Current patterns of violent conflict worldwide mean that over 90% of all casualties are civilian and the terrorisation of whole populations is used as a means of social control. Victims must also endure the deliberate demolition of their economic, social and cultural worlds. How such events are understood is crucial in determining the ways war-affected populations experience and describe them, and the forms of coping and help-seeking brought into play. These are complex and dynamic processes, with outcomes shaped by social, cultural and political forces.
Psychosocial projects drawing on western trauma models have had a sharply increased profile in recent years and this paper offers a critique of this work, using Bosnia and Rwanda as particular examples. The ordinary distress and suffering of war is liable to redefinition as a psychological condition – traumatisation – requiring professional attention or treatment in its own right. For the vast majority, traumatisation is a pseudo-condition. This rather narrow approach risks creating inappropriate sick roles and sidelines a proper incorporation of people s own choices, traditions and skills into strategies for their creative survival. It also aggrandizes the role of western experts and their mental health technology, which is assumed to be universally applicable.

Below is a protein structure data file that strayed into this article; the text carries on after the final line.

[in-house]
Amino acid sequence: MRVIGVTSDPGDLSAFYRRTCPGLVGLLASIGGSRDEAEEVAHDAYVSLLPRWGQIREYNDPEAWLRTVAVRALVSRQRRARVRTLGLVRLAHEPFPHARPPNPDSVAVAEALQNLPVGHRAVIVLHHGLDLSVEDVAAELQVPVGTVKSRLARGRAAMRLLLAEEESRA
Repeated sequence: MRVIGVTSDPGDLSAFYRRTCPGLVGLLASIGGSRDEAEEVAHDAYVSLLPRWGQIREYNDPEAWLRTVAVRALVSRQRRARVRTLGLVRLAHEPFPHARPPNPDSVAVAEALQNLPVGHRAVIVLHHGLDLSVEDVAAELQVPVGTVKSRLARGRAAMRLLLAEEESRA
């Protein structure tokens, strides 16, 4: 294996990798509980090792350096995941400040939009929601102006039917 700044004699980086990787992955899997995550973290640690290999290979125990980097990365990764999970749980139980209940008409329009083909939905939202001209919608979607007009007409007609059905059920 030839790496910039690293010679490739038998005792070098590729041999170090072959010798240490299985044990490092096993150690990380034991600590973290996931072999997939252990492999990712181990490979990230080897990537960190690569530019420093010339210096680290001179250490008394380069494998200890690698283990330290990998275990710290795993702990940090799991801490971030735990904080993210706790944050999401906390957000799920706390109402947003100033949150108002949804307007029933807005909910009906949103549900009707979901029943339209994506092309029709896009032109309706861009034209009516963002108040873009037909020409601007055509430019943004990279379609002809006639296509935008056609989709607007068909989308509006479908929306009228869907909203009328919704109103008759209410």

As well as solid background knowledge about the characteristics of modern conflict, international relief workers need to be as informed as possible about the social, cultural and historical dimensions of its impact in the particular locality to be served by a project. A basic premise for effective interventions is the quality of the relationship forged with those we want to assist. From this may flow projects which are based on the priorities of users, do not challenge their own cultural frameworks and interpretations, and hopefully, are able to respond to evolving circumstances and choices.
The core issue is the role of a social world, invariably targeted in conflict and yet embodying the capacity of survivor populations to manage their suffering, adapt and recover: this means a collective, not individualised, focus. The psycho- prefix of psychosocial work is misleading and should be dropped. Emphasis should be placed on social development/rehabilitation principles, to which can be grafted those additional issues thrown up by crises which are man-made rather than natural. In particular, this means an overall approach which locates the quest of victims for rights and justice as a central and not peripheral issue.